It’s an eco-friendly idea, but be aware how it affects your home’s financing, closing and future costs.
What does building moratorium mean? Let Bankrate explain.
What is a building moratorium?
A building moratorium halts the construction of a project or projects. Building moratoriums are imposed by cities, towns and the courts, and for a variety of reasons.
In addition, a moratorium can be short-term or indefinite, depending on the project and the area where it is located.
Cities or towns can impose a building moratorium when they feel an immediate stoppage in construction is in the best interest of the jurisdiction.
In certain situations, a group of concerned citizens will approach a judge to ask for an immediate stop in construction. The court system may take longer to rule on the subject, and the plaintiff is usually responsible for the court costs.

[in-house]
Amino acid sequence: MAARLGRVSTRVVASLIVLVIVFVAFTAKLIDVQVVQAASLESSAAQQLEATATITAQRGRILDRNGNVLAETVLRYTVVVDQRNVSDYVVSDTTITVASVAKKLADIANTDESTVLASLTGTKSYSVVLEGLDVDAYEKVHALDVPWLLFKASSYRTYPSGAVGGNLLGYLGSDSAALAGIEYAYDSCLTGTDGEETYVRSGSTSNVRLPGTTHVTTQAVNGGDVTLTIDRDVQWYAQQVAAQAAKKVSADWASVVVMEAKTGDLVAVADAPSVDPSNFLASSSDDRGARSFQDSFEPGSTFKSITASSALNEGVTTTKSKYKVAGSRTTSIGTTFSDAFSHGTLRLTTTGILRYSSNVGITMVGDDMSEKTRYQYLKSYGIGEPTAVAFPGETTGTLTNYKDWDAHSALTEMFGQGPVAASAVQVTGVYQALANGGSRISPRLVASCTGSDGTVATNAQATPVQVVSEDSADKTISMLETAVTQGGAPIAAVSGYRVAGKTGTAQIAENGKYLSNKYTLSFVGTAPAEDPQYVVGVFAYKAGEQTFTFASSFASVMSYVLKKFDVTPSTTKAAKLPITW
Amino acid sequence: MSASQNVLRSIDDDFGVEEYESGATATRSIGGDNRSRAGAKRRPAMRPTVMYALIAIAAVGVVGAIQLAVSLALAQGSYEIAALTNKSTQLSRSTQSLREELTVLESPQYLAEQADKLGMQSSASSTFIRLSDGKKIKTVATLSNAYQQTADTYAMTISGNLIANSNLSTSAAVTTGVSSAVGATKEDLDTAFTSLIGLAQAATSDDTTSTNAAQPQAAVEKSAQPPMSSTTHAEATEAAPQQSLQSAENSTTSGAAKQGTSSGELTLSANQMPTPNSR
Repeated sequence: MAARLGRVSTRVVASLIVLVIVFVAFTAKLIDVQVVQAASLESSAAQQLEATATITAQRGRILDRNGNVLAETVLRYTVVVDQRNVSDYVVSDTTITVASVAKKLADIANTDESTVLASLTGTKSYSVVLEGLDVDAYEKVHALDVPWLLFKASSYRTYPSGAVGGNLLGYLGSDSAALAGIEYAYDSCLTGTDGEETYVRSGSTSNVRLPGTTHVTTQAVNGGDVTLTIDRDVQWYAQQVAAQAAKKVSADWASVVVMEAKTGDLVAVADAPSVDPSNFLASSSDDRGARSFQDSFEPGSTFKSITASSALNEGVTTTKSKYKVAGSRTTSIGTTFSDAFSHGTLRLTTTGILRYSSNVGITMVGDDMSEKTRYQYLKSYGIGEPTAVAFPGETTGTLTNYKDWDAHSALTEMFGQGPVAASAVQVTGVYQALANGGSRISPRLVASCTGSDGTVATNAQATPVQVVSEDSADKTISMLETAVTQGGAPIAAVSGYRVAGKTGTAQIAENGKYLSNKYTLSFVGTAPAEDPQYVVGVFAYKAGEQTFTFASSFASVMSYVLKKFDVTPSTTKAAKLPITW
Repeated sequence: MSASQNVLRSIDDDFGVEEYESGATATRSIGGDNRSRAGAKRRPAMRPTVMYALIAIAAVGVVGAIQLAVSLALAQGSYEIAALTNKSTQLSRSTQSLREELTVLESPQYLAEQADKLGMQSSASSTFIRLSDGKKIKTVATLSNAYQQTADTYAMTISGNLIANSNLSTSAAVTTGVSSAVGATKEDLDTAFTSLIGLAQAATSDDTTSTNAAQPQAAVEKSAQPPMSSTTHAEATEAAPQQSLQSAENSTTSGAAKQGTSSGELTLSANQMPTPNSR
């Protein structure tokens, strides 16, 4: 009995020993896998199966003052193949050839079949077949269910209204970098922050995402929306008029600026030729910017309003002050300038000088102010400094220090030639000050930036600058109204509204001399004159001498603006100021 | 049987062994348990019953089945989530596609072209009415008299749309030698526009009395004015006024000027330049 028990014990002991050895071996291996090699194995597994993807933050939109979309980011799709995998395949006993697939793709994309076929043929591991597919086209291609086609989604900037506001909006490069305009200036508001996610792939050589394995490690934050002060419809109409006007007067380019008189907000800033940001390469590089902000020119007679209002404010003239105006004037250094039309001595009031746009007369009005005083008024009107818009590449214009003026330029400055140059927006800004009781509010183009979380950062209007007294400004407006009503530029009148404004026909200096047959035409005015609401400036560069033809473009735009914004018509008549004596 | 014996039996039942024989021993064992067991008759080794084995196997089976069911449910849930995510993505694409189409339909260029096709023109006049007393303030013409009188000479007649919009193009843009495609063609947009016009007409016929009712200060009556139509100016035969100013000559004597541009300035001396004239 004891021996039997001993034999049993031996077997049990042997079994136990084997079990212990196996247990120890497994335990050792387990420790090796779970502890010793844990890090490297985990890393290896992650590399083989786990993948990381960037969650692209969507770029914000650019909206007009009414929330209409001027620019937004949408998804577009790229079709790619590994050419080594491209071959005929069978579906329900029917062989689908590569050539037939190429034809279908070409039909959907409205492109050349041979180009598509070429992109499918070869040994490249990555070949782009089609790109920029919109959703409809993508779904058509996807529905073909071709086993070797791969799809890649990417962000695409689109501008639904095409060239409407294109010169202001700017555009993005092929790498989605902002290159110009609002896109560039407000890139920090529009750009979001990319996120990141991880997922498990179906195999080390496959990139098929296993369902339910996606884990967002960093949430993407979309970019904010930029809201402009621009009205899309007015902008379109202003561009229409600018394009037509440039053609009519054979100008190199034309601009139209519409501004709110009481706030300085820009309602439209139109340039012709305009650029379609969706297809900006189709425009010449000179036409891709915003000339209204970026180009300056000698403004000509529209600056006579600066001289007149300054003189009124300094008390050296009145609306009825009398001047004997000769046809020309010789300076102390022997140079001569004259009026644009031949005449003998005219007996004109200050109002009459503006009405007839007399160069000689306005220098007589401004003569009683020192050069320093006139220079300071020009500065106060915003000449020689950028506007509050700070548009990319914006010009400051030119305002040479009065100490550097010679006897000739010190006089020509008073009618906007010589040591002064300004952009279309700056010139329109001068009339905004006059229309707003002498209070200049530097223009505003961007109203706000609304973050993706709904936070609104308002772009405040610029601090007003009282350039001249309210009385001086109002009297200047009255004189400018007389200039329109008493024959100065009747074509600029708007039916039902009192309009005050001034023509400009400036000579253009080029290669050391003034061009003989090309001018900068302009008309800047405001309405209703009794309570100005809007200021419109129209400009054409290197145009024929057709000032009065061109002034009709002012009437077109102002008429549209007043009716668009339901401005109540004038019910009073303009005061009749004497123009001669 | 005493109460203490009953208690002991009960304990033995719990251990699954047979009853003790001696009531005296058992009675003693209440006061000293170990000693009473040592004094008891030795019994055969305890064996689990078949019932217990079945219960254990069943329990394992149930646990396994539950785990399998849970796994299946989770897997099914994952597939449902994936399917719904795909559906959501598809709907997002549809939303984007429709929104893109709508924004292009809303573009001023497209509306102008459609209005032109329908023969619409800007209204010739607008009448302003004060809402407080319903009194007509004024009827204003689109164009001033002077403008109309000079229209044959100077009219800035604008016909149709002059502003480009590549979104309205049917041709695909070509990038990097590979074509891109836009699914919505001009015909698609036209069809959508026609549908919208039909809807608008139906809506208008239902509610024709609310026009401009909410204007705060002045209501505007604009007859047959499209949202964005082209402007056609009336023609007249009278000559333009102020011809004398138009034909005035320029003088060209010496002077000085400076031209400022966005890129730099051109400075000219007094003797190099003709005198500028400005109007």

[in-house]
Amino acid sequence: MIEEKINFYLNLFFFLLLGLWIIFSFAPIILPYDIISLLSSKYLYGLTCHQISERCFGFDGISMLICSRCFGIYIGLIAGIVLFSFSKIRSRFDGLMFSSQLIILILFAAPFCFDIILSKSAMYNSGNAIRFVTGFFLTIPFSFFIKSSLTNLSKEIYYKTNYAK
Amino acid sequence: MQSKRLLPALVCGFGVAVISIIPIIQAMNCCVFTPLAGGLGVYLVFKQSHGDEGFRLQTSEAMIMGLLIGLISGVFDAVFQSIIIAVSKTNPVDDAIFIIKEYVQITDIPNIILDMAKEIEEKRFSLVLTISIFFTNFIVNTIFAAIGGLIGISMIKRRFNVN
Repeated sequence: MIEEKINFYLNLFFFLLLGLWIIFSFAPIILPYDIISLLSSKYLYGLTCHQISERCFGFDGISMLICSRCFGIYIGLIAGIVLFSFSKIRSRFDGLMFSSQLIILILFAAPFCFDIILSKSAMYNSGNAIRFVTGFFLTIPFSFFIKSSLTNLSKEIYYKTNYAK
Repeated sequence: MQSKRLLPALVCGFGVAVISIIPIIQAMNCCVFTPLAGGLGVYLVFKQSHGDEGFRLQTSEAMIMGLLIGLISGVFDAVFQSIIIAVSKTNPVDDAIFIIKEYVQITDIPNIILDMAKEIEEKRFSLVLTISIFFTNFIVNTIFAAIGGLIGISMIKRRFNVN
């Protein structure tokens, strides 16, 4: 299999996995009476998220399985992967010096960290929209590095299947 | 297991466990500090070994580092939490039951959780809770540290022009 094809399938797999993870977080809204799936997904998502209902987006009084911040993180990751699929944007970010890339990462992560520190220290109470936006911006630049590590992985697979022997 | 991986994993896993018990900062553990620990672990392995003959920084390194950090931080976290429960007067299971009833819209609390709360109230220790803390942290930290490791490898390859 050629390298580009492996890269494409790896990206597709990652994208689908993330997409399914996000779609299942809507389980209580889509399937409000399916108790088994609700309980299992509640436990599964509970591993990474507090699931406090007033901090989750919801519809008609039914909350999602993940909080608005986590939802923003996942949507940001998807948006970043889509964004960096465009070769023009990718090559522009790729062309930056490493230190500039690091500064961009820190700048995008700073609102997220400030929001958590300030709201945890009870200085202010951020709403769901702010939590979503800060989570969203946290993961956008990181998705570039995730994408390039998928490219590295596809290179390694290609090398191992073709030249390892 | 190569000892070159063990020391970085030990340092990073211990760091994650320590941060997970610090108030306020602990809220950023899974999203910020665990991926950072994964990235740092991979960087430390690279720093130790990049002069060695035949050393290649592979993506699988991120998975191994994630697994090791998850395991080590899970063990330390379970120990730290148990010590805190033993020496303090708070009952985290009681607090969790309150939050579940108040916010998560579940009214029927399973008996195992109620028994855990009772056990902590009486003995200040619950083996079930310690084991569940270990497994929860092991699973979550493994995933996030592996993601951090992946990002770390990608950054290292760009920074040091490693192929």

In many cases, environmental and safety concerns are cited when a moratorium is put into place.
Contractors may learn that an area that has passed building inspections is later found to have an environmental issue like an endangered species that lives in the vicinity, and there may be little that can be done to restart construction.
However, if the moratorium was called because of a safety problem, it could be as simple as a new plan to protect workers or as complicated as a full-scale overhaul of fire prevention systems.
If a temporary moratorium is set, its release could be dependent on a set of terms set by the municipal government or the court. Those terms may include:
- On-site inspection by a city-approved inspector.
- Payment to the city or town for expenses of city employees working on the project.
- Analysis of reports written by other city departments or agencies.
- Payment of fines.
Building moratorium example
In Oakland Park, Florida, town officials issued a building moratorium this year on construction of small multifamily projects such as villas, townhouses, duplexes and garden apartments in the downtown area.
In the town’s statement, it said that building projects were too small to attract people to the downtown and improve the town’s quality of life. The moratorium was imposed for six months and restricted to just the downtown area.
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